Homophobic crimes against the LGBT+ community have doubled in Russia since the introduction of the country’s “anti-gay propaganda” law.
Under the legislation, any event or act regarded by the Russian authorities as an attempt to promote homosexuality to minors is illegal and punishable by a fine.
The legislation, ruled as a violation of human rights by the European Court, was made law in 2013 and has been used to stop gay pride marches and to detain gay rights activists. The country has seen a huge increase in violent attacks since then, Reuters reports.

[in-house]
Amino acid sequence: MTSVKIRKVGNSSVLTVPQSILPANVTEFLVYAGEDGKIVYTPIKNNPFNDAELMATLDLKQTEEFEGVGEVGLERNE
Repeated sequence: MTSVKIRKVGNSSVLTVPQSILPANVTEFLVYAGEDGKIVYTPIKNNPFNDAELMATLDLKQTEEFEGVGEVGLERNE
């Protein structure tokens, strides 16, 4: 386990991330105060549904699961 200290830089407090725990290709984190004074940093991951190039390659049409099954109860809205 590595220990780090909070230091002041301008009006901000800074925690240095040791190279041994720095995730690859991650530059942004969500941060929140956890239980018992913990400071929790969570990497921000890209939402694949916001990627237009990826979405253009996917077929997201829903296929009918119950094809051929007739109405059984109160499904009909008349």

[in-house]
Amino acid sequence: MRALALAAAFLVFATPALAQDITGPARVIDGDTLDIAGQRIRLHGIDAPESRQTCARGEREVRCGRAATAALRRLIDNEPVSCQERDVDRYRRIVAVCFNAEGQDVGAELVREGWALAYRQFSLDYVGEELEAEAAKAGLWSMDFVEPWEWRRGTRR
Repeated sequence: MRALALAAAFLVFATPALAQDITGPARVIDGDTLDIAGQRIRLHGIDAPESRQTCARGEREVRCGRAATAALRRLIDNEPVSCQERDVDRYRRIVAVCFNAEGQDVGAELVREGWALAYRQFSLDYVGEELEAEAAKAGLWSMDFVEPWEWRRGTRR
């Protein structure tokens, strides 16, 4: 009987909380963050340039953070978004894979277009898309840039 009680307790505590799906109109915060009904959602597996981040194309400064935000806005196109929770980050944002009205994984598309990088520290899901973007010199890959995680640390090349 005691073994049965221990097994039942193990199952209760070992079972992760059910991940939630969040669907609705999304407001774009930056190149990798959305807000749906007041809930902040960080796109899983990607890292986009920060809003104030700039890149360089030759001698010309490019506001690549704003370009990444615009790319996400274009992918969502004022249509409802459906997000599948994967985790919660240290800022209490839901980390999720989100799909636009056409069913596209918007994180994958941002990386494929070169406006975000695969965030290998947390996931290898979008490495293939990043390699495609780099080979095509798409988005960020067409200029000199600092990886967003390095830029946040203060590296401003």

The Centre for the Independent Social Research revealed that 200 of the 250 crimes analysed were acts of murder, and that most crimes are under-reported, leaving the LGBT community at risk.
Svetlana Zakharova, a board member of gay rights group Russian LGBT Network, revealed that most perpetrators talk about their crimes as “noble deeds”.
“Offenders have become more aggressive and less fearful. It seems to them that, to some extent, the government supports their actions.”
According to St. Petersburg-based researchers, crimes against LGBT people increased from 18 in 2010 to 65 in 2015.
Homosexuality was a criminal offence until 1993 and was classed as a mental illness until 1999 in the country. Although same-sex relationships are legal, LGBT people feel vulnerable.
The country was also ranked as Europe’s second least LGBT-friendly nation in 2016.